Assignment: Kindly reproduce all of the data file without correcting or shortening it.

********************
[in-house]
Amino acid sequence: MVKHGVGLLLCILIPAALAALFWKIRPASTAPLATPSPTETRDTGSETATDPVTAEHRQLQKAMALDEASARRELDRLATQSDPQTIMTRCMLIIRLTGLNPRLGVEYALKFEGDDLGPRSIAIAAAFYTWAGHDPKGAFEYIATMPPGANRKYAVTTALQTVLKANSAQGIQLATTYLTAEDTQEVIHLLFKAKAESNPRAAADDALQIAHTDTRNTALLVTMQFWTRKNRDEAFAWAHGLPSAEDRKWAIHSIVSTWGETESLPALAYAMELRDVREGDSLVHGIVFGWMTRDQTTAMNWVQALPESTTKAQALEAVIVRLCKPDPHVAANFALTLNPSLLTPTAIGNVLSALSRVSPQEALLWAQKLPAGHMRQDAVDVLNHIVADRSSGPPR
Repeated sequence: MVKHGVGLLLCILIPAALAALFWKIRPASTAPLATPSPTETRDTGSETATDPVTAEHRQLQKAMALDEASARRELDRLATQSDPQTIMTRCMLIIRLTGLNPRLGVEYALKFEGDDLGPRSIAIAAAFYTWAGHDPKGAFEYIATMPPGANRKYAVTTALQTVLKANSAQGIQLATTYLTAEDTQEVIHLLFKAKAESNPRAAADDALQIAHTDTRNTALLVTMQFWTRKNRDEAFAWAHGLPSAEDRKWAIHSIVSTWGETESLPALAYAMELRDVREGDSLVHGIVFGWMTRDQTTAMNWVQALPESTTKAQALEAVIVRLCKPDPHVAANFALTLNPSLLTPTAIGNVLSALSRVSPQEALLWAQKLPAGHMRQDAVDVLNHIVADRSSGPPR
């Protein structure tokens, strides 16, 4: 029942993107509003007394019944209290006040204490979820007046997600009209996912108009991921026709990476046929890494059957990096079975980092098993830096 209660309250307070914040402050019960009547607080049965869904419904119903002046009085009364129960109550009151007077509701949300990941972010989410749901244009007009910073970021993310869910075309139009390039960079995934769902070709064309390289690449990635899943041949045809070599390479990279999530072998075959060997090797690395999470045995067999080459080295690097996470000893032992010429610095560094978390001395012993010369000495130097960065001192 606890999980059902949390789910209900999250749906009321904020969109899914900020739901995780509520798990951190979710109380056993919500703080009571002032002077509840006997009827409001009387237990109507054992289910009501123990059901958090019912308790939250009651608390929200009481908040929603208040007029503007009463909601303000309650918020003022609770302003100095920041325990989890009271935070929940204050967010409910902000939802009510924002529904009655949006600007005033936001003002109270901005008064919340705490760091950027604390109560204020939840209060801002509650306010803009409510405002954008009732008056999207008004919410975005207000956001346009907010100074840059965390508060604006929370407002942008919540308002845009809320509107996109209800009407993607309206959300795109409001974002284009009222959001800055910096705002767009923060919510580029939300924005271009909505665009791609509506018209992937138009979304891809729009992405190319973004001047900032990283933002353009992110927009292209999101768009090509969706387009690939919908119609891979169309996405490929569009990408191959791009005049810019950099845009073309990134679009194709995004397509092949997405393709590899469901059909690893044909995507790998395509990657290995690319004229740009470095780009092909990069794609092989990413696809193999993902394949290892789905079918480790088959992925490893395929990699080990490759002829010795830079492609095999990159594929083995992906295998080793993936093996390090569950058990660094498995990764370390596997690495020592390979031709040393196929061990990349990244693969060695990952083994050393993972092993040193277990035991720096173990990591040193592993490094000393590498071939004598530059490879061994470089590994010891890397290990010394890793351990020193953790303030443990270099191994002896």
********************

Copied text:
[in-house]
Amino acid sequence: MVKHGVGLLLCILIPAALAALFWKIRPASTAPLATPSPTETRDTGSETATDPVTAEHRQLQKAMALDEASARRELDRLATQSDPQTIMTRCMLIIRLTGLNPRLGVEYALKFEGDDLGPRSIAIAAAFYTWAGHDPKGAFEYIATMPPGANRKYAVTTALQTVLKANSAQGIQLATTYLTAEDTQEVIHLLFKAKAESNPRAAADDALQIAHTDTRNTALLVTMQFWTRKNRDEAFAWAHGLPSAEDRKWAIHSIVSTWGETESLPALAYAMELRDVREGDSLVHGIVFGWMTRDQTTAMNWVQALPESTTKAQALEAVIVRLCKPDPHVAANFALTLNPSLLTPTAIGNVLSALSRVSPQEALLWAQKLPAGHMRQDAVDVLNHIVADRSSGPPR
Repeated sequence: MVKHGVGLLLCILIPAALAALFWKIRPASTAPLATPSPTETRDTGSETATDPVTAEHRQLQKAMALDEASARRELDRLATQSDPQTIMTRCMLIIRLTGLNPRLGVEYALKFEGDDLGPRSIAIAAAFYTWAGHDPKGAFEYIATMPPGANRKYAVTTALQTVLKANSAQGIQLATTYLTAEDTQEVIHLLFKAKAESNPRAAADDALQIAHTDTRNTALLVTMQFWTRKNRDEAFAWAHGLPSAEDRKWAIHSIVSTWGETESLPALAYAMELRDVREGDSLVHGIVFGWMTRDQTTAMNWVQALPESTTKAQALEAVIVRLCKPDPHVAANFALTLNPSLLTPTAIGNVLSALSRVSPQEALLWAQKLPAGHMRQDAVDVLNHIVADRSSGPPR
């Protein structure tokens, strides 16, 4: 029942993107509003007394019944209290006040204490979820007046997600009209996912108009991921026709990476046929890494059957990096079975980092098993830096 209660309250307070914040402050019960009547607080049965869904419904119903002046009085009364129960109550009151007077509701949300990941972010989410749901244009007009910073970021993310869910075309139009390039960079995934769902070709064309390289690449990635899943041949045809070599390479990279999530072998075959060997090797690395999470045995067999080459080295690097996470000893032992010429610095560094978390001395012993010369000495130097960065001192 606890999980059902949390789910209900999250749906009321904020969109899914900020739901995780509520798990951190979710109380056993919500703080009571002032002077509840006997009827409001009387237990109507054992289910009501123990059901958090019912308790939250009651608390929200009481908040929603208040007029503007009463909601303000309650918020003022609770302003100095920041325990989890009271935070929940204050967010409910902000939802009510924002529904009655949006600007005033936001003002109270901005008064919340705490760091950027604390109560204020939840209060801002509650306010803009409510405002954008009732008056999207008004919410975005207000956001346009907010100074840059965390508060604006929370407002942008919540308002845009809320509107996109209800009407993607309206959300795109409001974002284009009222959001800055910096705002767009923060919510580029939300924005271009909505665009791609509506018209992937138009979304891809729009992405190319973004001047900032990283933002353009992110927009292209999101768009090509969706387009690939919908119609891979169309996405490929569009990408191959791009005049810019950099845009073309990134679009194709995004397509092949997405393709590899469901059909690893044909995507790998395509990657290995690319004229740009470095780009092909990069794609092989990413696809193999993902394949290892789905079918480790088959992925490893395929990699080990490759002829010795830079492609095999990159594929083995992906295998080793993936093996390090569950058990660094498995990764370390596997690495020592390979031709040393196929061990990349990244693969060695990952083994050393993972092993040193277990035991720096173990990591040193592993490094000393590498071939004598530059490879061994470089590994010891890397290990010394890793351990020193953790303030443990270099191994002896």